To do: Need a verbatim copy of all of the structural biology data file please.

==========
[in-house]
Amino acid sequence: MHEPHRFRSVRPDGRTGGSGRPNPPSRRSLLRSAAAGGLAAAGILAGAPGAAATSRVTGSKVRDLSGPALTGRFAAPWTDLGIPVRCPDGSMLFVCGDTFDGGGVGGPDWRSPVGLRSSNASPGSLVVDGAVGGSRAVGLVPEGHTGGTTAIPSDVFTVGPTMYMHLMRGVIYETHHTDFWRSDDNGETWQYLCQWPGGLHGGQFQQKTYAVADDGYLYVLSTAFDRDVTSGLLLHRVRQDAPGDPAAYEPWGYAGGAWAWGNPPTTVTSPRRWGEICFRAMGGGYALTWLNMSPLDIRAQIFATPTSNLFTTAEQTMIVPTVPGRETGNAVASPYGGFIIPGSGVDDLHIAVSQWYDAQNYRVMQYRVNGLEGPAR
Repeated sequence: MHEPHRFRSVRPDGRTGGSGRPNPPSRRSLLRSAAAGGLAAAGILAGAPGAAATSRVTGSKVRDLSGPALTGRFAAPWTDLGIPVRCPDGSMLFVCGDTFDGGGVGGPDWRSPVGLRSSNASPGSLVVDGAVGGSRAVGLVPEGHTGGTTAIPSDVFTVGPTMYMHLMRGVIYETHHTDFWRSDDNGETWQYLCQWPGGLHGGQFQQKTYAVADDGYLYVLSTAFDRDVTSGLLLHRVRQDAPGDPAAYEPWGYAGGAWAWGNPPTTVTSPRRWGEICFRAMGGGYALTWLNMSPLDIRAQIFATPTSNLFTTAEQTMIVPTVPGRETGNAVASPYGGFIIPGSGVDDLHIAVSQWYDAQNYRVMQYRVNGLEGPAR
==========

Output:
[in-house]
Amino acid sequence: MHEPHRFRSVRPDGRTGGSGRPNPPSRRSLLRSAAAGGLAAAGILAGAPGAAATSRVTGSKVRDLSGPALTGRFAAPWTDLGIPVRCPDGSMLFVCGDTFDGGGVGGPDWRSPVGLRSSNASPGSLVVDGAVGGSRAVGLVPEGHTGGTTAIPSDVFTVGPTMYMHLMRGVIYETHHTDFWRSDDNGETWQYLCQWPGGLHGGQFQQKTYAVADDGYLYVLSTAFDRDVTSGLLLHRVRQDAPGDPAAYEPWGYAGGAWAWGNPPTTVTSPRRWGEICFRAMGGGYALTWLNMSPLDIRAQIFATPTSNLFTTAEQTMIVPTVPGRETGNAVASPYGGFIIPGSGVDDLHIAVSQWYDAQNYRVMQYRVNGLEGPAR
Repeated sequence: MHEPHRFRSVRPDGRTGGSGRPNPPSRRSLLRSAAAGGLAAAGILAGAPGAAATSRVTGSKVRDLSGPALTGRFAAPWTDLGIPVRCPDGSMLFVCGDTFDGGGVGGPDWRSPVGLRSSNASPGSLVVDGAVGGSRAVGLVPEGHTGGTTAIPSDVFTVGPTMYMHLMRGVIYETHHTDFWRSDDNGETWQYLCQWPGGLHGGQFQQKTYAVADDGYLYVLSTAFDRDVTSGLLLHRVRQDAPGDPAAYEPWGYAGGAWAWGNPPTTVTSPRRWGEICFRAMGGGYALTWLNMSPLDIRAQIFATPTSNLFTTAEQTMIVPTVPGRETGNAVASPYGGFIIPGSGVDDLHIAVSQWYDAQNYRVMQYRVNGLEGPAR